User friendliness: Pluto has, by far, the best interface of any free live-TV platform out there — which is why it’s such a bummer the app does so very little to help users get in the October 31 mood. It has channels for everything (there’s a 24/7 network for cats!) but hardly any pop-up destinations devoted to Halloween? Yes, as noted above, there is a “31 Nights of Horror” themed channel, but as far as I can tell, it’s just the year-round Pluto horror channel with a new name. And “Halloween A to Z” isn’t curation, it’s a list (and not a particularly long one at that). Given the breadth of its classic TV offerings, Pluto might have easily launched a channel devoted to seasonal episodes of sitcoms. And it might have used its ViacomCBS ties to highlight kiddie scares from Nickelodeon or the spookiest movies from Paramount.
Score: 4/13 Fangs
10. Amazon Prime Video
Nom de scare: “Now Screaming”
Catalog variety: Amazon’s massive horror selection and Welcome to the Blumhouse titles likely won’t disappoint for fans of the genre, who can watch newer frights like Midsommar and Black as Night as well as classics like Ju-on and The Wicker Man.
Catalog depth: Neither quality control nor curation seem to be Amazon’s priority, but its sheer volume of obscure B movies — often sporting fun titles like The Torture Chamber of Dr. Sadism — is laudable.
Unexpected gems: Alan Parker’s Angel Heart.
User friendliness: Arguably the most confusing, least user-friendly browsing experience among major streamers stays firmly on-brand for Halloween: Hunting for screams is a horror. The “Now Screaming” branding is buried in Prime’s endless rows, where you can only hope you’ll stumble upon something good. As noted earlier, it can be a worthwhile effort given how deep the overall offering goes. But Amazon’s interface is the opposite of frustration-free packaging.
Score: 5/13 Fangs
Nom de scare: “Terror on Tubi”
Catalog variety: Sporting one of the largest streaming libraries of all, Tubi’s offerings feel both free and free-spirited. Cult favorites like Hellraiser and the original Suspiria sit happily alongside the nigh-unwatchable 2008 Day of the Dead remake.
Catalog depth: Practically every direct-to-video sequel — and knockoffs of titles like Quarantine, The Hills Have Eyes, and Rosemary’s Baby — is available on Tubi if you’re in the mood for off-brand character or love low-budget scares. A few of the better-known titles include Sweeney Todd: The Demon Barber of Fleet Street, I Spit on Your Grave, and Train to Busan. It’s also managed to squeeze out a few originals, like the Michelle Trachtenberg–hosted true-crime show Meet, Marry, Murder. (Guess what it’s about.)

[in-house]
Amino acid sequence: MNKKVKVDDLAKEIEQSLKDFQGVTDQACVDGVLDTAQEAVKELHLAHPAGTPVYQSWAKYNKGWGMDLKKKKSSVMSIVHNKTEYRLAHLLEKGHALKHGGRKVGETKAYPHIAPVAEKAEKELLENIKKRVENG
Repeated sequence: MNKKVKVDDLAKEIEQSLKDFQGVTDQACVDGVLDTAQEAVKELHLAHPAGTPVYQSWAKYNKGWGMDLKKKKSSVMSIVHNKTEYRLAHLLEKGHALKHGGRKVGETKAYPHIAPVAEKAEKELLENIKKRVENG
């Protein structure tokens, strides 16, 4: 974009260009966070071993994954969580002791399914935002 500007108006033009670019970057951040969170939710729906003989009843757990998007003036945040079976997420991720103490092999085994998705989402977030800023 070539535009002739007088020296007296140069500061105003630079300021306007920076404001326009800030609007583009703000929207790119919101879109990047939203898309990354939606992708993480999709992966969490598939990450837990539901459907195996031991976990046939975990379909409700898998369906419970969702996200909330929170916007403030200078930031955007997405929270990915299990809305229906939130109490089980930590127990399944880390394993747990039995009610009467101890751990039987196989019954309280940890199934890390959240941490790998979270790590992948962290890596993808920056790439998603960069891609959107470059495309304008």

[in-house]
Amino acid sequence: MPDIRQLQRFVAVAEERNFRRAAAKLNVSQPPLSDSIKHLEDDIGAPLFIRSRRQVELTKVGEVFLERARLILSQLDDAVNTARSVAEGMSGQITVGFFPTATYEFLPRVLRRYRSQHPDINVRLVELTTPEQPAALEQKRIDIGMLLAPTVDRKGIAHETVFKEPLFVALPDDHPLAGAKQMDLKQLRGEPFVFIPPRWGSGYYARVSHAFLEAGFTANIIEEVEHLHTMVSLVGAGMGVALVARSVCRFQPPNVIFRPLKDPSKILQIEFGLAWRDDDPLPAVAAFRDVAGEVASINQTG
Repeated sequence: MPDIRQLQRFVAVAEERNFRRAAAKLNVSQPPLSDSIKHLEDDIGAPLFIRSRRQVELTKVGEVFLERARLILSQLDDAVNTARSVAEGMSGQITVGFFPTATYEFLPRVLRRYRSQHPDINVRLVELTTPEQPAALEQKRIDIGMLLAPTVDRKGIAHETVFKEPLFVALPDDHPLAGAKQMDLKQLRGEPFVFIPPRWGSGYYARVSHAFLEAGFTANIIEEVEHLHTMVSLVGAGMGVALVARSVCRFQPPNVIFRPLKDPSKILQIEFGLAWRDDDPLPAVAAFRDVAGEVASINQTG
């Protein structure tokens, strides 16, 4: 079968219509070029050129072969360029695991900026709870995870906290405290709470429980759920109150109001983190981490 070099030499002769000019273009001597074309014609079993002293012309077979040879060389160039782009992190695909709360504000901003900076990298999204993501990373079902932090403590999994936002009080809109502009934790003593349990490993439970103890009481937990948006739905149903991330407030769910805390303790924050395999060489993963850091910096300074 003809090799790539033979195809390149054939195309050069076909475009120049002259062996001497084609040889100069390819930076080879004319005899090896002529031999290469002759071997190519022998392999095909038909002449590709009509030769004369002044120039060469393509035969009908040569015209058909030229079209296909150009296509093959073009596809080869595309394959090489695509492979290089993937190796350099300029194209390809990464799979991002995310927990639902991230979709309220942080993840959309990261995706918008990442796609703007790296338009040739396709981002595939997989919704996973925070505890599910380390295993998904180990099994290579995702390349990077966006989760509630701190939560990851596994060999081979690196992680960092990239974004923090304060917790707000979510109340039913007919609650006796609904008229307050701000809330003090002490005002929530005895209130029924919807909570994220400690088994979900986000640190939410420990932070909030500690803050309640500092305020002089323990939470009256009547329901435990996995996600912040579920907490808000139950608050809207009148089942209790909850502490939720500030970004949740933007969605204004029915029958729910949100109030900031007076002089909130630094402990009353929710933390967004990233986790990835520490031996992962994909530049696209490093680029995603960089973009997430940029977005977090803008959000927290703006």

Unexpected gems: Jim Henson’s Labyrinth, among many others.
User friendliness: Nothing fancy about the Terror on Tubi portal: It’s just a collection of scary movies (and a couple of series) gathered together in one place. That said, the sheer tonnage of Tubi’s offering is so impressive that you can almost forgive the lack of curation. Scrolling through the dozens of titles sort of feels like rummaging through your local grocery store’s DVD bargain bin, only here, you don’t have to risk $5 to find out what the hell Blood Pageant is. (Spoiler: It’s a horror reality parody featuring Snoop Dogg that was released … this year!)
Score: 7/13 Fangs
Nom de scare: “Hallowstream” (in theory, if not on the site)
Catalog variety: Safe as ever, this familiar-looking collection of family friendliness is divvied up into predictably descriptive categories. For adults, new films like Cruella or nostalgia plays like The Nightmare Before Christmas and select “Disney Channel Halloween Episodes” are enticing — and having every “Treehouse of Horror” Simpsons episode in one spot rules.
Catalog depth: While the subcategory breakdown feels perfunctory (“Movies and Series,” “Shorts and Specials”) and not much on Disney+ feels edgy, the specific episode guides are very helpful.
Unexpected gems: Gargoyles, always a sight for sore eyes.
User friendliness: The Mouse House’s famed imagineers clearly had nothing to do with organizing how it was all put together. For one thing, even though Disney+’s marketing team has been hyping the cute “Hallowstream” banner on social media and at IRL events, that branding is missing on the platform itself. Instead, content is grouped under the very generic “Halloween Collection” banner. Two years since launch, D+ has done little to evolve its very workmanlike user interface, so it’s not a shock this is all so dull. And on the positive side, there’s an Ikea-like utility to the Halloween Collection design that makes finding a show or movie relatively simple. But for a company known for inspiring wonder, it’s sad D+’s curation generates little more than a yawn.